Finally, I asked President Assad to respect freedom of association and the right to demonstrate peacefully as legally guaranteed.
President Assad committed to work with me and promised to come back to me in forty-eight hours with a reaction to my proposal. I indeed received a reply from the Syrian authorities with the agreed timeline. The Syrian government committed to work with me on a comprehensive political process. However, the authorities insisted that any pause for humanitarian access would need to be on an ad hoc basis, they did not engage on the immediate need to stand down heavy military operations, which I believed could enable a process in which commitments are sought from all relevant parties to enable a full cessation of hostilities under UN supervision. Regarding detainees, free movement of media, and the right to peaceful protest, the authorities gave general answers which can only be tested by observing actions on the ground. I would characterize the response as disappointing.
I communicated my disappointment to the authorities who maintain effective channels with Syria. The following day, 14 March, I received a further communication from the Syrian authorities, where they agreed that the aim was to halt the violence. They sought an objective dialogue on the details and mechanisms by which this could be achieved. I will be pursuing this discussion urgently through technical consultations in Damascus in the coming days.
This is where matters currently stand.
Allow me to conclude with a three brief observations.
First, the proposals I put forward on 11 March represented immediate and actionable steps, aimed at halting the excessive use of force and human rights violations and at opening a process towards serious dialogue. I appreciate the Syrian government’s readiness to engage, but this must translate into action on the ground. Gestures which show a change in direction could immediately be accompanied by a meaningful effort facilitated by me to achieve a cessation of hostilities by all parties under UN supervision.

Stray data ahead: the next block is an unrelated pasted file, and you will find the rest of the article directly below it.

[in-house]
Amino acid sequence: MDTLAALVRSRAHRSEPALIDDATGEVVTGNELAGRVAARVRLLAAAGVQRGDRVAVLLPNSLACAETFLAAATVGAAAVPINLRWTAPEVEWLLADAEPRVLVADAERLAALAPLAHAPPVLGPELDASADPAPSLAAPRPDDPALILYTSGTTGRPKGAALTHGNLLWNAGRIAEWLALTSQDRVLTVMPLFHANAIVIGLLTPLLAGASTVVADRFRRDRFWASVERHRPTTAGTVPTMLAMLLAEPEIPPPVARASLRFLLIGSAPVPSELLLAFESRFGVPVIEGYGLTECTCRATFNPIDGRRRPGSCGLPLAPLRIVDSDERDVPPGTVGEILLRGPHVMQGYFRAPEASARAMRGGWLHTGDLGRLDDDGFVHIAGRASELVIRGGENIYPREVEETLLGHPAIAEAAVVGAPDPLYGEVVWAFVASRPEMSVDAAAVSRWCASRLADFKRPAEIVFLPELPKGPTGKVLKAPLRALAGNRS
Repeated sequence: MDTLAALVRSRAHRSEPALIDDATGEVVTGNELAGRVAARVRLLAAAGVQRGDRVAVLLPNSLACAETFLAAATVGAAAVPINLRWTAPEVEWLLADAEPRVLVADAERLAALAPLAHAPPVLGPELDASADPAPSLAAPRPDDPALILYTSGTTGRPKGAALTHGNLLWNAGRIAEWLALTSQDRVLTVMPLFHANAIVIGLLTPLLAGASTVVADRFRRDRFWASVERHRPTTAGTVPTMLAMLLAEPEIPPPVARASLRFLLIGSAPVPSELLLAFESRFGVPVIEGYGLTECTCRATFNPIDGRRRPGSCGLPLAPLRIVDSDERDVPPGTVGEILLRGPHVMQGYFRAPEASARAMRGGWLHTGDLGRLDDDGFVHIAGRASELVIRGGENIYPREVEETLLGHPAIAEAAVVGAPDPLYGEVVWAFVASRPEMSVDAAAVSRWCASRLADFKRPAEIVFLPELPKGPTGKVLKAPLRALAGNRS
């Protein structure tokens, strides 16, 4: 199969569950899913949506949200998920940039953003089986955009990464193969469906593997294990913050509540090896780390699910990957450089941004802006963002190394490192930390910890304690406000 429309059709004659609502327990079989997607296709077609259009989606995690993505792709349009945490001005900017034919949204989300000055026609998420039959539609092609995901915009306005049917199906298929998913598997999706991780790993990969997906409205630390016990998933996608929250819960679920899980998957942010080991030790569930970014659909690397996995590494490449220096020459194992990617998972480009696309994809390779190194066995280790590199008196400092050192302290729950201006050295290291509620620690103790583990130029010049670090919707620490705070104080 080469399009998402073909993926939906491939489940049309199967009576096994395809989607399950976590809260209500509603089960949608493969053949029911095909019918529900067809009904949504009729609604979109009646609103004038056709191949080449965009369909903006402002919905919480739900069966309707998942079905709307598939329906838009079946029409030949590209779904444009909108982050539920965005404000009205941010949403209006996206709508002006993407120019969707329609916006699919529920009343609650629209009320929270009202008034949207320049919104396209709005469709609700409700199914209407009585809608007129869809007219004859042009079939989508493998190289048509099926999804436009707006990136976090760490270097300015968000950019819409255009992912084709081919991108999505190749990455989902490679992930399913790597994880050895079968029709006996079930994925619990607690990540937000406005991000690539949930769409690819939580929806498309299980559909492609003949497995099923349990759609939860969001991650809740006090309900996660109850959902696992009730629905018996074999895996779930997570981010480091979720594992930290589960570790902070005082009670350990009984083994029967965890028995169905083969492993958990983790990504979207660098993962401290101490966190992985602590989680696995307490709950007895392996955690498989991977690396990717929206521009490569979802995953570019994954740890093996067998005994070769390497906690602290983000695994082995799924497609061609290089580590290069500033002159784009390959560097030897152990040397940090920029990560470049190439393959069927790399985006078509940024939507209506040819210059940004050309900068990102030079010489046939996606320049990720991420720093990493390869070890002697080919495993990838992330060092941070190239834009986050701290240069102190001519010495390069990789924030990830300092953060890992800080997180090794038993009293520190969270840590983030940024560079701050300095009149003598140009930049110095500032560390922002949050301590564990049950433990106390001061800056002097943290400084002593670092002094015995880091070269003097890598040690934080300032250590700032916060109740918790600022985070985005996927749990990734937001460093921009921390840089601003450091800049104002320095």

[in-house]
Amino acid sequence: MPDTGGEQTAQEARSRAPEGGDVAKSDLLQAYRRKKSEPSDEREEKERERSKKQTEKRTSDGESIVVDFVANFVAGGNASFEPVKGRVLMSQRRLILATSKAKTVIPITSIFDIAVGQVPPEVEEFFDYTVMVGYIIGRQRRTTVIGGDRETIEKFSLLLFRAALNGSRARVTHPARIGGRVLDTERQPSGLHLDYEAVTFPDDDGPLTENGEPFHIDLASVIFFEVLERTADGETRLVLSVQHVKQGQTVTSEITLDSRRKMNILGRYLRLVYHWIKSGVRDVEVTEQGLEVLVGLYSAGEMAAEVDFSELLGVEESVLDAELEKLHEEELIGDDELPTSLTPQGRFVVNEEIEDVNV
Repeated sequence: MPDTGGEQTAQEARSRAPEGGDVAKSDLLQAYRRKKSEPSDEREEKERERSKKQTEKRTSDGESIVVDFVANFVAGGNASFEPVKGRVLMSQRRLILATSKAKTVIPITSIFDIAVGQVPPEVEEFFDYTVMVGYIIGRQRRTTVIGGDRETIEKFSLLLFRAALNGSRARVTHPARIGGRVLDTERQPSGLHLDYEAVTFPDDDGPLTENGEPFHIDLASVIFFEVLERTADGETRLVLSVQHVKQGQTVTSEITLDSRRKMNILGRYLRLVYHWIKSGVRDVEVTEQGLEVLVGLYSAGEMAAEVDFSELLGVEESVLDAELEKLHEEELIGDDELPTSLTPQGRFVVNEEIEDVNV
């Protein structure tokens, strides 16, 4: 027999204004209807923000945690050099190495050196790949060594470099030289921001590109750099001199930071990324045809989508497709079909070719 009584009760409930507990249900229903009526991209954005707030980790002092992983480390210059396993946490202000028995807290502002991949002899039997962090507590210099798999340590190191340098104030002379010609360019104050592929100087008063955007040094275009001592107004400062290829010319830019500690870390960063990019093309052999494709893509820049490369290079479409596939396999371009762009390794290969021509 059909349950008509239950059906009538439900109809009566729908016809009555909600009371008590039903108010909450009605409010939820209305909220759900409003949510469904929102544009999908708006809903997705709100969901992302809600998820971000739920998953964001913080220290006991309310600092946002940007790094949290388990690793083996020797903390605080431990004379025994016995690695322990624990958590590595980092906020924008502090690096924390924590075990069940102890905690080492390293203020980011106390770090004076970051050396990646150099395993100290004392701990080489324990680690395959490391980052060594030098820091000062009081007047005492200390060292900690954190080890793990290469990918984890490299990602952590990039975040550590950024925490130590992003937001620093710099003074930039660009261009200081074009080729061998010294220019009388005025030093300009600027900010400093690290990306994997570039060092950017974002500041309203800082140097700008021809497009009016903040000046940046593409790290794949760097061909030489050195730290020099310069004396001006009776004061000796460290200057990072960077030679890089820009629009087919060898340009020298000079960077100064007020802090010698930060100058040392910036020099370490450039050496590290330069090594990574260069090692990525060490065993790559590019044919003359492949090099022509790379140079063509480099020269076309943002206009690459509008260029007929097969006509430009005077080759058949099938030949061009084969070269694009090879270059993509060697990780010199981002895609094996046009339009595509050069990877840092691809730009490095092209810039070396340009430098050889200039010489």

Second, I appeal to the Council for unity behind my effort. The stronger and clearer the message you can collectively send, the better the chance that we can begin to shift the worrying dynamics of the conflict. I have been in constant contact with Foreign Ministers and Ambassadors from of many states inside and outside the Council. I have appreciated the counsel and help received from all quarters. I would hope that the proposals put by me to the Syrian authorities could attract wide international support.
Third, as we focus on the immediate need to stop the violence, let us remember this: ultimately, as inclusive and credible political dialogue is needed to address the legitimate aspirations of the Syrian people and ensure their fundamental rights. The process, content, and outcome f such a dialogue, if ever we can reach that point, are for Syrians to decide, and will be crucial to the future of Syria and the region. In this regard, I take due note of the corpus of work that has been done in the past year, and will urge all interlocutors to focus with realism and responsibility on the tasks ahead.
But first, Mr. President, the violence must stop and the people who have suffered so much must receive assistance, relief and protection. This is my immediate priority, and I will spare no effort in this regard.
Thank you, Mr. President."